The feared demise of bumblebees could bring the evolution of the plants they pollinate grinding to a halt – leaving them vulnerable to new diseases and other threats – a new study suggests.
Researchers in Switzerland tested what happened when field mustard plants were pollinated solely by bumblebees or hoverflies over nine generations.
The results were dramatic: the bee-pollinated plants grew taller and produced twice as much scent.
But perhaps the most alarming finding was that the plants left to the hoverflies showed a 15-fold increase in the ability to self-pollinate.
This means the plant reproduces itself, without any genetic input from another plant.
If this asexual reproduction becomes commonplace, the plants would struggle to evolve to adapt to new threats, for example from pests moving into an area as the climate warms.
The decline in bee populations has been causing alarm, partly because of their key role as the pollinators of food crops.
The European Union is currently considering whether to licence the weedkiller glyphosate, the main ingredient of Roundup, which has been linked, controversially, to cancer in humans and sub-lethal effects on bees.
Other chemicals used by farmers are thought to be have had a devastating effect on bee populations.
Professor Florian Schiestl, of Zurich University, told The Independent: “Bumblebees and hoverflies have different preferences when the visit the flowers. Those preferences decide which plants are being visited by the pollinator and that means which plants mate with each other.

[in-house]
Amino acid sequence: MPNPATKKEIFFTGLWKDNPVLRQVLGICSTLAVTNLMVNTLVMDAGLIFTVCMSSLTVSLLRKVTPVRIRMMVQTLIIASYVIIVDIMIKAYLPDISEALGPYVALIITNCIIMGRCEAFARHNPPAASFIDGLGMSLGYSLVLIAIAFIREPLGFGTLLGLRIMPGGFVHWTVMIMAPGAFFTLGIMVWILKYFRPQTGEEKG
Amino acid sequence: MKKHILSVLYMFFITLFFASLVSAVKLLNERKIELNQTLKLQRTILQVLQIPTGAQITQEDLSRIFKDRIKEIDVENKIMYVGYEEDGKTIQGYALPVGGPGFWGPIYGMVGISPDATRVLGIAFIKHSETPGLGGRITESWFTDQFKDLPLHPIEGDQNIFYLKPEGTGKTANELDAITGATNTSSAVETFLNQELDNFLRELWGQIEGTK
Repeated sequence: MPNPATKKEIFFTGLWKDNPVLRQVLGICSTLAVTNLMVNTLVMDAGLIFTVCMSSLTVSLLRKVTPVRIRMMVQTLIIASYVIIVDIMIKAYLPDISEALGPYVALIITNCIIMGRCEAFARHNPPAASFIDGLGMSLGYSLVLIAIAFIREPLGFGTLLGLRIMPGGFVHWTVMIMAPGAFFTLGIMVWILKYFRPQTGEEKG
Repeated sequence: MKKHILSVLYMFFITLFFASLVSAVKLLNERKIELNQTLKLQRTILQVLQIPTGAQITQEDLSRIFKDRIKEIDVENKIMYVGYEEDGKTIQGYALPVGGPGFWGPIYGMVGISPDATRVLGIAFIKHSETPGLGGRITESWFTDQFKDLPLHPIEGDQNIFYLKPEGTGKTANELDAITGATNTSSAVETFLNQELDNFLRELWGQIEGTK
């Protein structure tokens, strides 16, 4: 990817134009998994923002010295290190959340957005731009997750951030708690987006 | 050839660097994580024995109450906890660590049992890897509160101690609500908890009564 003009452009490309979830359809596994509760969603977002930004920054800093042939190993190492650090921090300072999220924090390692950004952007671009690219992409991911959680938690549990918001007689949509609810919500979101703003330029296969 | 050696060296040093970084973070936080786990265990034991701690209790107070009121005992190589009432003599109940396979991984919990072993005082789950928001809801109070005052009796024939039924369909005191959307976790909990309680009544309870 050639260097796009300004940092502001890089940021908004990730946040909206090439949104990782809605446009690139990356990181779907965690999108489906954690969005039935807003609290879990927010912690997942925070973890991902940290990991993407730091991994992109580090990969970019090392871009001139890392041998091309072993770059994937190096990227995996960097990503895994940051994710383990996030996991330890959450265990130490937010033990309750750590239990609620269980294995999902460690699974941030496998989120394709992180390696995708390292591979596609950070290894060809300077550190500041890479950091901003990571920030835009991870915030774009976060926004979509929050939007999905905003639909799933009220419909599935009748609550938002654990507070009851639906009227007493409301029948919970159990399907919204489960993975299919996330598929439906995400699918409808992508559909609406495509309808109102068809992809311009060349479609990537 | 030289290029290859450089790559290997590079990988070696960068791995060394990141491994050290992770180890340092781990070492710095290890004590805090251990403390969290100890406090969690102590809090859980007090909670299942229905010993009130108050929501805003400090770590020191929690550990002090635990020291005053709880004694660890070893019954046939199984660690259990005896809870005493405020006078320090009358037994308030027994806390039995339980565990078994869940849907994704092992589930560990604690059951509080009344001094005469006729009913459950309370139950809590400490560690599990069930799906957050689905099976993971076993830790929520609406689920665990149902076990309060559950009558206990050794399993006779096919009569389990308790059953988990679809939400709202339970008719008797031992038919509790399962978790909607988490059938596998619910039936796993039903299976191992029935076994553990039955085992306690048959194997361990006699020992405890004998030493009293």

“We found the bumblebee-pollinated plants were a lot more fragrant. They had about double the scent compared with the hoverfly-pollinated plants.
“The bumblebee-pollinated plants were taller and the hoverfly plants had more self-pollination.”
A paper in the journal Nature Communications about the research said: “Hoverfly-pollinated plants, however, showed a 15-fold increase in the ability to produce seeds without pollinators (that is, autonomous selfing).”
But it added: “Notably, components of inbreeding depression (seed weight and germinationrate) did not differ between pollination groups.”
The researchers cautioned that the study had been carried out in a lab, rather than the real world, and had only involved a single species of bumblebee, hoverfly and plant.
But Professor Schiestl said: “I think there are many reasons why we should not destroy our bees. I think we have added one more to them.”
If plants change to become less attractive to bees, this could increase the pressure on them.
“This may have a long-term effect that may not be reversible. Nobody knows if this can be reverted to a trait that is attractive to bees. We may be going down a one-way road,” Professor Schiestl said.
He made clear the dangers of self-pollination over a long period.
“Self-pollination reduces genetic variability in the population. The same individual mates with itself. The idea of sexual reproduction is to increase variation,” he said.
“If that stops, it’s basically a kind of vicious circle. You have less genetic variation so you have less potential to respond to different selection pressure.
“You can reach a stage where you have no genetic variation. Such a population cannot evolve anymore, [for example] to develop resistance against a pathogen.”
Friends of the Earth bee campaigner Paul de Zylva said the study underlined the importance of bees as pollinators.
“Bees aren’t the only pollinator, but many plants will not thrive if they are only visited by other insects, as this new research shows," he said.
“But Britain’s bees are under threat, and we can all do more to help them – such as by growing pollinator-friendly plants, avoiding pesticides and turning gardens and other spaces into bee-friendly habitats.
“And you can check out the bees in your garden, park or neighbourhood by taking part in the Great British Bee Count later this spring.”